have recently spiked
Numerous studies show that 90 percent of a child’s brain is fully developed by age 5. In Pima County and statewide since 2010, nearly half of the dependency cases to determine whether a child can stay with his or her parents or caregivers have involved children ages 5 and younger, with Pima County peaking at 51 percent of its dependency cases involving children 5 and under in 2014, data from the Arizona Supreme Court shows.
Dependency filings here have increased from 1,007 in 2010 to 1,343 in 2014. In 2012, the court experienced a 50 percent increase in dependency petitions — 1,459 that year — with the average number of days for case closure rising from 669 days to 716 days.
Since 2010 only one new judge has been added to the juvenile bench, for a current total of 14 judges who handle both dependencies and delinquency cases.
During the last five and a half years, a Tucson aunt and uncle say they have agonized over their nephew’s case, starting with his birth in 2009 through his final departure from their home — and back to the custody of his father — less than two weeks ago.
When the boy was born, doctors were concerned about his mother’s mental stability. His father, entrusted by DCS not to leave mother and baby alone together, was arrested within weeks for the latest in a series of DUIs, Pima County Superior Court records show.
The boy went to live with his aunt and uncle, and was returned to them again and again, through two failed placements with his parents, a choking assault by his father against his mother, a near overdose on Orajel and two severance trials — one led by DCS and the second, in opposition to DCS, by the Office of Children’s Counsel, a county office through which attorneys represent children’s interests in court.
When their nephew was brought to their doorstep again, in 2013, his aunt and uncle said they would take the boy only on the condition that they could adopt him.
“I should have gotten it in writing,” his uncle said. By this time, the child’s mother was no longer considered a possible placement.
They say they can’t believe how long the case dragged on, and how the rights of the father were seemingly more important than the child’s well-being.
‘way more power’
Tucson’s challenges are part of a national phenomenon, said Richard Gelles of the University of Pennsylvania’s School of Social Policy & Practice and author of “The Book of David: How Preserving Families Can Cost Children’s Lives.”
“You do see it, nationally, this real problem with child-protective service professionals not making the difficult call and saying, ‘Enough is enough,’” he said.
“I’m an outlier because I say, ‘How many opportunities do you want to give them?’ For me, it should be one. Future behavior is best predicted by what’s been done in the past.”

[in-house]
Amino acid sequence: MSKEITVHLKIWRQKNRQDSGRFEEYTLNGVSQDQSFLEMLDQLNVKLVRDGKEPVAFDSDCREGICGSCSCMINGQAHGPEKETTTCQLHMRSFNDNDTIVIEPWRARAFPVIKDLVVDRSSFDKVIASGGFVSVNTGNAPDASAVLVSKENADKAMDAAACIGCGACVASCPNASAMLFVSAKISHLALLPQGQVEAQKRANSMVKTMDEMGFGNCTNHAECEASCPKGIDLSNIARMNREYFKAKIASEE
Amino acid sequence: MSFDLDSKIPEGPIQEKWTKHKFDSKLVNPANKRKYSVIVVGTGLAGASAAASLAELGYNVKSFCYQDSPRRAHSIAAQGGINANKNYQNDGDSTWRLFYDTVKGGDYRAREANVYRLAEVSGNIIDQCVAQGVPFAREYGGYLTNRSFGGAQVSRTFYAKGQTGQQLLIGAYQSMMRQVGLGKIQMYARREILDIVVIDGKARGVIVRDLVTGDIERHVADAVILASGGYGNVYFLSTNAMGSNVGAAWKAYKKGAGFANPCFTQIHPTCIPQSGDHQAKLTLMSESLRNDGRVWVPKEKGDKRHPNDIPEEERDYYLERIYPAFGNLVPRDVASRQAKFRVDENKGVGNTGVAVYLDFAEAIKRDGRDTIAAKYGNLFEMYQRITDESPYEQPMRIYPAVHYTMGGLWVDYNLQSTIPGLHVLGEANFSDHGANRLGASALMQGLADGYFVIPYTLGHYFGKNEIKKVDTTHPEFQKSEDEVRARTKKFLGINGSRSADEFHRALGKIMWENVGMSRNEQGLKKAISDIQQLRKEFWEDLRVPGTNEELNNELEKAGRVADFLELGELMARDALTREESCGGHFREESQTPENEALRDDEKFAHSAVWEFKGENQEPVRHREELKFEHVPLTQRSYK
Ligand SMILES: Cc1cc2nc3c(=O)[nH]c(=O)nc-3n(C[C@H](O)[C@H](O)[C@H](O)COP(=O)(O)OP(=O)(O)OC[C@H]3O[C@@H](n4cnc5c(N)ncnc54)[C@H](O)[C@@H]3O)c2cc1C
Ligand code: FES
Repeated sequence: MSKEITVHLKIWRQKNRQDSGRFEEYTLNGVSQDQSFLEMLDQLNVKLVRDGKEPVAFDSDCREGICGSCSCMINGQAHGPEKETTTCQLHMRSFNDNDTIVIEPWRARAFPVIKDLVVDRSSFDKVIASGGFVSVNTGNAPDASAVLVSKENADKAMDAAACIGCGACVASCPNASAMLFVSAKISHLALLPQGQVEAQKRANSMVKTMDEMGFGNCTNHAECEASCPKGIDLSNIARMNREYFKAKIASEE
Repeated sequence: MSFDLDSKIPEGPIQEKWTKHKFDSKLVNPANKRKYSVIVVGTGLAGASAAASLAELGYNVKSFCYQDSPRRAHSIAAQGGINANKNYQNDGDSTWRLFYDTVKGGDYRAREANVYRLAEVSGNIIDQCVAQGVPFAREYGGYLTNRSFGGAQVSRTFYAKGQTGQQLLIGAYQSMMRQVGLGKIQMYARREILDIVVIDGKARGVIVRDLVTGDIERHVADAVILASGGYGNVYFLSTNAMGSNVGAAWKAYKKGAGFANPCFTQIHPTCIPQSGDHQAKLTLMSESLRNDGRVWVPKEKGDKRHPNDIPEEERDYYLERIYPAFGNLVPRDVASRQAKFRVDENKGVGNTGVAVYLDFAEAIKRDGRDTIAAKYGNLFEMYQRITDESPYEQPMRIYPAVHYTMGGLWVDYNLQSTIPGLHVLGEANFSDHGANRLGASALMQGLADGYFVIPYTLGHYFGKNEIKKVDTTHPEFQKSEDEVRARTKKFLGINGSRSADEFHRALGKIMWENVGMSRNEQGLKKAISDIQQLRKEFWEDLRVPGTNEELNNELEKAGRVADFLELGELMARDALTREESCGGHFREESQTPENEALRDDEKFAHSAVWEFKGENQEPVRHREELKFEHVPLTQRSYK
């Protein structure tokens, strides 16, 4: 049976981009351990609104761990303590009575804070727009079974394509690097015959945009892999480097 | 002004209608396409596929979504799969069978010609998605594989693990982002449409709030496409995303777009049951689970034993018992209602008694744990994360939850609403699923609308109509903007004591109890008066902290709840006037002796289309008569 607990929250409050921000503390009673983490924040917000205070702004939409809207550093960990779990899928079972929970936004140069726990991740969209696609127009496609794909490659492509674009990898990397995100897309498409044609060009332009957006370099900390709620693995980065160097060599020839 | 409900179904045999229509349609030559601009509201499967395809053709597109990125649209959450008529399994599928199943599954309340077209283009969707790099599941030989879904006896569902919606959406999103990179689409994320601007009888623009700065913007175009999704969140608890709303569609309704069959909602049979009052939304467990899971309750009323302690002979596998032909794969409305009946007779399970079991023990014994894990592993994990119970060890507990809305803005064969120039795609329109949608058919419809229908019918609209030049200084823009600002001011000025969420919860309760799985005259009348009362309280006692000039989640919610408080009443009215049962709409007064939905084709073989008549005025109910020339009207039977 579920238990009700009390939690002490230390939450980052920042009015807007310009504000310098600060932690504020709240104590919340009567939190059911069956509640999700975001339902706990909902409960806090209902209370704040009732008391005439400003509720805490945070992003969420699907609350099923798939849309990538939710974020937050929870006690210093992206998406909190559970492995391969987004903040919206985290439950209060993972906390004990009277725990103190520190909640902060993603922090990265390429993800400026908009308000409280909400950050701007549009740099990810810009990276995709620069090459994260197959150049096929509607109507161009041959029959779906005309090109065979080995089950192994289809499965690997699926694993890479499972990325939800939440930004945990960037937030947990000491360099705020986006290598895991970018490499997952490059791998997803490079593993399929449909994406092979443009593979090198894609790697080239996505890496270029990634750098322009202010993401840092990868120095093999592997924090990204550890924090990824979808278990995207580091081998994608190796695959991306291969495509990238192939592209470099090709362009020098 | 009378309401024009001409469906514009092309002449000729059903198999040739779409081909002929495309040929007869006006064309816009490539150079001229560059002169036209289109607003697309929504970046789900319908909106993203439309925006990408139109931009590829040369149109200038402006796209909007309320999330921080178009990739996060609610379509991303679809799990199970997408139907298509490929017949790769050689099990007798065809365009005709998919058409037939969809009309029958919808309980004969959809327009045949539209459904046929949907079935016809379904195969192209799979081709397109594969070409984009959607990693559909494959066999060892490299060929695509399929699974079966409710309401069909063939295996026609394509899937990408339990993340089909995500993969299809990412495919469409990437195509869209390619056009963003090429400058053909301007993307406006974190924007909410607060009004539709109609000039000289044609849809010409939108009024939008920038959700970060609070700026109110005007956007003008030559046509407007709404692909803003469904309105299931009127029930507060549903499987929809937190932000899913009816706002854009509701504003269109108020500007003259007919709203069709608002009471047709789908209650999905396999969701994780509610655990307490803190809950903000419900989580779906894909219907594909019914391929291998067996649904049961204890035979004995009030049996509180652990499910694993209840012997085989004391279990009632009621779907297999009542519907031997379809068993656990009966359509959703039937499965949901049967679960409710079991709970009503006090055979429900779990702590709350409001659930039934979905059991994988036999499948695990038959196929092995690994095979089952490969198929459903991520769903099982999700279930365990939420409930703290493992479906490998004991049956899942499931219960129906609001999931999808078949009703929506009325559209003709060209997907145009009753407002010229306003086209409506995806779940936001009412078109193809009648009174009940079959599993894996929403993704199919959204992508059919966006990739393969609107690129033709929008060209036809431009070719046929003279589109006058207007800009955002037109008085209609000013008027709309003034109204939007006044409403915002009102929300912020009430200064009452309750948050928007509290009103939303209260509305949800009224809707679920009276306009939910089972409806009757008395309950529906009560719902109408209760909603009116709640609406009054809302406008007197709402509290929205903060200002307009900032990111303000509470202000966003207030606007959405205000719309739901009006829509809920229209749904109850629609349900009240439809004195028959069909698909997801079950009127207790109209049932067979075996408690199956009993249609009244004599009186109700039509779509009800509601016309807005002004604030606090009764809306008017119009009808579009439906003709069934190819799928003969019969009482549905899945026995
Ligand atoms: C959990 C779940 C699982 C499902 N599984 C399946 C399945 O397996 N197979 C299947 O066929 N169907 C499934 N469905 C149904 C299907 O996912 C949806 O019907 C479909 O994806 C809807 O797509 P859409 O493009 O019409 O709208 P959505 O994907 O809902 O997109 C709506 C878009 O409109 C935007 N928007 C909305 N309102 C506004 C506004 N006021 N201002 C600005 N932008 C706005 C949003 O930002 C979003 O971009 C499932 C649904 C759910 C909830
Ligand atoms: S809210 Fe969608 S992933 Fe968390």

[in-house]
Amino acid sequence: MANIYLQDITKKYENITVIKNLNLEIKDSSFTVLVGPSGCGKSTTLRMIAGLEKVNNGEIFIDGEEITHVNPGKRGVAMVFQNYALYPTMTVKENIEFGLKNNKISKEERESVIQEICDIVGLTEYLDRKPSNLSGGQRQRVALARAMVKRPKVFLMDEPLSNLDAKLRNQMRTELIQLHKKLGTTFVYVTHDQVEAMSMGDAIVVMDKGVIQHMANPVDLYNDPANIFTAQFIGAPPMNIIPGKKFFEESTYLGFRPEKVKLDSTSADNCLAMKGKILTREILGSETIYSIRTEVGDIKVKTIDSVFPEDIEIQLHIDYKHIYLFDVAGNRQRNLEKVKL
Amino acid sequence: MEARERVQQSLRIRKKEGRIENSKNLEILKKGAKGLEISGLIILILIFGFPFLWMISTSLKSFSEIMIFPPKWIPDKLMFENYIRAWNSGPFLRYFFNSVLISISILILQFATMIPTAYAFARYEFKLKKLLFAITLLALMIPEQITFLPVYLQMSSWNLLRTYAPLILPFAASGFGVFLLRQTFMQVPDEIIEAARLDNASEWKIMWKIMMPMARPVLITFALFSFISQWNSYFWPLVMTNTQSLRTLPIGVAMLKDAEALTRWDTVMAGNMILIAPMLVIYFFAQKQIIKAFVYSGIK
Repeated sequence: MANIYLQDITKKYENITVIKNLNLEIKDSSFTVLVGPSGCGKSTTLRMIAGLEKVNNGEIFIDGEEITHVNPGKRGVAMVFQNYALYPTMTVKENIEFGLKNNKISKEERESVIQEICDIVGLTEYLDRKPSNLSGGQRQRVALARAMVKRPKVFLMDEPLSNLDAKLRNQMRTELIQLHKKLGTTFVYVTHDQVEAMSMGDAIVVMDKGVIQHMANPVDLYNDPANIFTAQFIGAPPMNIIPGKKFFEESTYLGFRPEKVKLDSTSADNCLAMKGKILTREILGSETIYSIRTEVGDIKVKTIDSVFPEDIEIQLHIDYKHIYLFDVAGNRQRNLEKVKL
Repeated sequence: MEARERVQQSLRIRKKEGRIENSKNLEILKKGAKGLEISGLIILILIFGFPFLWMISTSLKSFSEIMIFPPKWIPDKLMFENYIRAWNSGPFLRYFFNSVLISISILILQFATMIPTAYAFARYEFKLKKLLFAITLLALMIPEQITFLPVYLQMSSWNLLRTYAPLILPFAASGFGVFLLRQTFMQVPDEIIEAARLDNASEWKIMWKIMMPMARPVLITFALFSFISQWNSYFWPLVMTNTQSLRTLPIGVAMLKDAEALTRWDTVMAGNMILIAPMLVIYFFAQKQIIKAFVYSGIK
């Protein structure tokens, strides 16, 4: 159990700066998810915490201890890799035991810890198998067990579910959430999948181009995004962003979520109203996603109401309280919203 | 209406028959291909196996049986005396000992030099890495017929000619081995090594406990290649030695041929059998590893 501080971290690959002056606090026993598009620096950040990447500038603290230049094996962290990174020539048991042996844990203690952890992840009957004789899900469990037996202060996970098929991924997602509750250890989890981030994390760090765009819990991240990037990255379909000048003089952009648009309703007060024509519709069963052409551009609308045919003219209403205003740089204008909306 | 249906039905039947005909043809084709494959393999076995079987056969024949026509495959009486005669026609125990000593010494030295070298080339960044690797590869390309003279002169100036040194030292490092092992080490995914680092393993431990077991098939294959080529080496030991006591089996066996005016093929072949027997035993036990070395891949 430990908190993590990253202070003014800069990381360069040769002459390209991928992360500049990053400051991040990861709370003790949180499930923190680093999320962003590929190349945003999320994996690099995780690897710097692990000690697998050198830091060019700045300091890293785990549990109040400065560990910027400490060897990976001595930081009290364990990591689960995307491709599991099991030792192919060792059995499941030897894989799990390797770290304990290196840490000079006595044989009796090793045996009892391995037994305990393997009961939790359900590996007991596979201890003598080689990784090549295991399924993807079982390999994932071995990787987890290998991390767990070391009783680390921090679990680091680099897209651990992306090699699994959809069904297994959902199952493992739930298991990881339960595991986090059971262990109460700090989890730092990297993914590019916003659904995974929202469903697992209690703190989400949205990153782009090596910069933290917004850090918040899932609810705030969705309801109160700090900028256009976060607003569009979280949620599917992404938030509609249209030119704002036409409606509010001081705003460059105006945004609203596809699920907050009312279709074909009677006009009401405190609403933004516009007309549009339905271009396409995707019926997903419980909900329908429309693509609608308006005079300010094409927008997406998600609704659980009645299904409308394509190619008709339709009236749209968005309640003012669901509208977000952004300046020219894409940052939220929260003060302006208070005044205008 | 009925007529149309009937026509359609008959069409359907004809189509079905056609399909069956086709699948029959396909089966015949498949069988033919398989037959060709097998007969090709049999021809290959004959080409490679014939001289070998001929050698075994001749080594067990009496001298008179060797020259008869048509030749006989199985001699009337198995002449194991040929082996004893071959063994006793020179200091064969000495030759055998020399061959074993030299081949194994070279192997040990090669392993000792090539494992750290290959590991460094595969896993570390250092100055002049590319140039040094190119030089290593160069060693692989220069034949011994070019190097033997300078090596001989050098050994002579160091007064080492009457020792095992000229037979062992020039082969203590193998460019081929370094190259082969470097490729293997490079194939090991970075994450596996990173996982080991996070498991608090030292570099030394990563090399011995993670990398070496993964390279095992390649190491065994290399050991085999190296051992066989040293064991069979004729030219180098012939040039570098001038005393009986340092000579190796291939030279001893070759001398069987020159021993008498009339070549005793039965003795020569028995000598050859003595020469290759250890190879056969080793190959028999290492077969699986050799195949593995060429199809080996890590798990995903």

Many states erroneously function under the standard that preserving families is paramount, he said, and that the parents are the clients.
“The parents have way more power to get what they want than the children do,” he said.
Andrea Bartolo, of the Child Welfare League of America, said many factors can influence outcomes, including caseworkers’ own biases and the kind of information that gets passed on to the judge.
“Yes, in a lot of instances, the court’s timeframe has come and gone,” Bartolo said. “In some places, the judges will just allow continuance after continuance. There are many judges that are very reluctant to terminate parental rights.”
There is, she said, a lot of room for “subjective decision-making.”
“As we work around the country, unfortunately, the practice is so inconsistent that this is where we run into trouble in terms of good outcomes for kids and families,” she said.
LOOKING FOR ANSWERS
Martens, of the National Family Preservation Network, said if a child can remain with his or her parents, and stay safe while the parents improve their skills and grow, that should be the highest priority.
If underlying issues such as poverty, mental health and drug abuse are addressed, it can ease or eliminate many of the problems children and their families face, she said.
Pima County’s nationally recognized Family Drug Court is an example of a program that helps families deal with one of the most common elements in dependency cases: addiction.
Each year, about 90 to 120 parents participate in Drug Court, along with about 200 of their children, ages newborn to 17.
For parents who graduate, the reunification rate is about 90 percent, compared to about 50 percent for all dependency cases.
Martens’ organization is best known for promoting a family assessment tool that is used in more than 800 agencies nationwide, as well as 20 countries internationally.
If the family is properly assessed, she said, it will be evident to everyone whether the child should stay in the home.
This can dramatically reduce the number of dependency cases, she said.
“The goal should be to keep as many children as possible safely with their families,” she said.
“It’s very difficult to predict in advance which families will benefit from services and which families won’t, but you will have a much greater impact overall if you can provide these services to every family.”